The International Cricket Council's outgoing Chief Executive David Richardson has said that keeping a reserve day for every rain-affected World Cup match is practically impossible considering the length of the tournament.
Two Sri Lanka games --- against Pakistan and Bangladesh in Bristol have been abandoned without a ball being bowled.
The other game between South Africa and West Indies in Southampton was called off after 7.3 overs, leading to calls for a reserve day.
The game between Pakistan and Australia game at Taunton on Wednesday could also be affected by rain and likewise for Thursday's match between India and New Zealand at Trent Bridge.
The mega event, which began on May 30, concludes on July 14.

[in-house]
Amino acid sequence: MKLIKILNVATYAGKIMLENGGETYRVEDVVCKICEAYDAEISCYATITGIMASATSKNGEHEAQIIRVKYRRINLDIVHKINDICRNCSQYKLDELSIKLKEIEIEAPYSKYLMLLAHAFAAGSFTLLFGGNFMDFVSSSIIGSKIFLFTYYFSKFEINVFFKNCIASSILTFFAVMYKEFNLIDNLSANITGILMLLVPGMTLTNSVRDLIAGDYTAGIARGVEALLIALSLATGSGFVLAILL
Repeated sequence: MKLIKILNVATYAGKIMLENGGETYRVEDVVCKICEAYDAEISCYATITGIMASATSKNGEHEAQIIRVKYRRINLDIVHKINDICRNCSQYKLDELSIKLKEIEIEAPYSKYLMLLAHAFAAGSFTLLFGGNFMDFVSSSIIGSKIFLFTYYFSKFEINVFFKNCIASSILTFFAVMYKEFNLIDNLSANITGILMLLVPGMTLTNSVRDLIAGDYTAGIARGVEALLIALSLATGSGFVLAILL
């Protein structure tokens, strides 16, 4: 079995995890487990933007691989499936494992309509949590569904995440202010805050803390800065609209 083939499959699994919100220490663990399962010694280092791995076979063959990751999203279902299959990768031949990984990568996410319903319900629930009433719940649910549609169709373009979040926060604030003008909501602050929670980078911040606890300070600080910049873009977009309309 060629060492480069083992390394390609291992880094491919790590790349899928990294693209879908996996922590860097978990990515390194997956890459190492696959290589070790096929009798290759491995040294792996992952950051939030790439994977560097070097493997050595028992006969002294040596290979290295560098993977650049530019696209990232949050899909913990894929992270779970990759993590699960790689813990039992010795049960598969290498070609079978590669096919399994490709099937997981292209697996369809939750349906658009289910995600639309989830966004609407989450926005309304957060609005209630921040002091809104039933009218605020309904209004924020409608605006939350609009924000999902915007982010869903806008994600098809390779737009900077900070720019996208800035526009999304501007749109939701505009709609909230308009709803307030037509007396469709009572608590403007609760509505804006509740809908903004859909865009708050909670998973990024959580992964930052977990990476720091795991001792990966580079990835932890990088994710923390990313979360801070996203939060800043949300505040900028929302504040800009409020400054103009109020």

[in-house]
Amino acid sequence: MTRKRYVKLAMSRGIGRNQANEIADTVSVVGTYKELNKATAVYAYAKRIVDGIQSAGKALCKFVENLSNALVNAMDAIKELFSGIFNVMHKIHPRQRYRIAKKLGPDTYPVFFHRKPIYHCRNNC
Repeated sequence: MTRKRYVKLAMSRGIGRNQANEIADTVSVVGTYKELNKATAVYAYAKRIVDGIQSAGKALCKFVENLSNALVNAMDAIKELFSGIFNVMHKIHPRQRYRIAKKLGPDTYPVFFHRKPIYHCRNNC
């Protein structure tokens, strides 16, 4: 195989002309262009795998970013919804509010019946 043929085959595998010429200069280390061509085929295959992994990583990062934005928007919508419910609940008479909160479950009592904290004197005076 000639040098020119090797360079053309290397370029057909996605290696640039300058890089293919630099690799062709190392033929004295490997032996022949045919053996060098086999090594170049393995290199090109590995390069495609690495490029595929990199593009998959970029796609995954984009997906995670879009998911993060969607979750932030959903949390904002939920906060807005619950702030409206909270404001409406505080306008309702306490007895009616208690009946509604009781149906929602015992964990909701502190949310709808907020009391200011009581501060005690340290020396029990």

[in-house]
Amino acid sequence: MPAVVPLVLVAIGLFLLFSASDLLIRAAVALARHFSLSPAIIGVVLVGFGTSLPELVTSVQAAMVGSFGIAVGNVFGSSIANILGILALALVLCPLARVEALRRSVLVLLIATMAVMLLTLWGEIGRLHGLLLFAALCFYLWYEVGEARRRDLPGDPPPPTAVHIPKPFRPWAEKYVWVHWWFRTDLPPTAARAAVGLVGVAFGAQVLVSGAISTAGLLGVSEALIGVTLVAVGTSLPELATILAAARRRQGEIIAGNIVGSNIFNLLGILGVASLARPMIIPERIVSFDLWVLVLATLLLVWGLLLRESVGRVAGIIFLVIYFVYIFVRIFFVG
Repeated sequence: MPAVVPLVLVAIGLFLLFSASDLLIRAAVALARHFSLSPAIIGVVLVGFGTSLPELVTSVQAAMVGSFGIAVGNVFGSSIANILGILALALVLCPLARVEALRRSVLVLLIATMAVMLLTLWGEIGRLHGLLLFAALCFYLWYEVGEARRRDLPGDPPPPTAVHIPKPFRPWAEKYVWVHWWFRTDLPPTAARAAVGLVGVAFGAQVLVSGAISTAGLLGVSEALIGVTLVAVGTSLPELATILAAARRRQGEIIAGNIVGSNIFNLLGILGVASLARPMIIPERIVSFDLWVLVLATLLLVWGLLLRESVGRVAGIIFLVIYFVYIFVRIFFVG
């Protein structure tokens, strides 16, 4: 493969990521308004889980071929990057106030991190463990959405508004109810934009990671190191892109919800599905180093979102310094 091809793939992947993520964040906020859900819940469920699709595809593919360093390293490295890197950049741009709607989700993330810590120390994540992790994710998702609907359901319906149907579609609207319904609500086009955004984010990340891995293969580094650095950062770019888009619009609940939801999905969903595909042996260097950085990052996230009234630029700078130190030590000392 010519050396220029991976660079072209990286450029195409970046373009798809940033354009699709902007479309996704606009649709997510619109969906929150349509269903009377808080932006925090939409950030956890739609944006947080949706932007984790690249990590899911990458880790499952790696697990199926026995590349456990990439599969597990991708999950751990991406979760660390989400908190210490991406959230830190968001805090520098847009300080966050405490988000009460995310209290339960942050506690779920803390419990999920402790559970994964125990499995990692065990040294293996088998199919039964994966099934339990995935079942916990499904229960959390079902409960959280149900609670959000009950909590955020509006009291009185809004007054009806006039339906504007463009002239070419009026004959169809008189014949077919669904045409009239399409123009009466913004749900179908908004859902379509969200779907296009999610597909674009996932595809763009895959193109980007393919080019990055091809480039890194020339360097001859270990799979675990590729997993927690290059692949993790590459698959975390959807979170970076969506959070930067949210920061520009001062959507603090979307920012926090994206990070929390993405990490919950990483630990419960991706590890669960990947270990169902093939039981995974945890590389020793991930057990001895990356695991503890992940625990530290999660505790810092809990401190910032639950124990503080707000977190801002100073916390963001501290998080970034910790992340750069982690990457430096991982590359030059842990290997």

"Factoring in a reserve day for every match at the World Cup would significantly increase the length of the tournament and practically would be extremely complex to deliver," Richardson said in a statement.
As per Met department's report, U.K is experiencing twice the average rainfall in June.
"This is extremely unseasonable weather. In the last couple of days we have experienced more than twice the average monthly rainfall for June which is usually the third driest month in the UK. In 2018, there was just 2 mm of rain in June but the last 24 hours alone has seen around 100mm fall in the south-east of England," said the former South Africa wicketkeeper.
He then went on to explain the impact a reserve day could have on the tournament.
"It would impact pitch preparation, team recovery and travel days, accommodation and venue availability, tournament staffing, volunteer and match officials' availability, broadcast logistics and very importantly the spectators who in some instances have travelled hours to be at the game.
"There is also no guarantee that the reserve day would be free from rain either," said Richardson.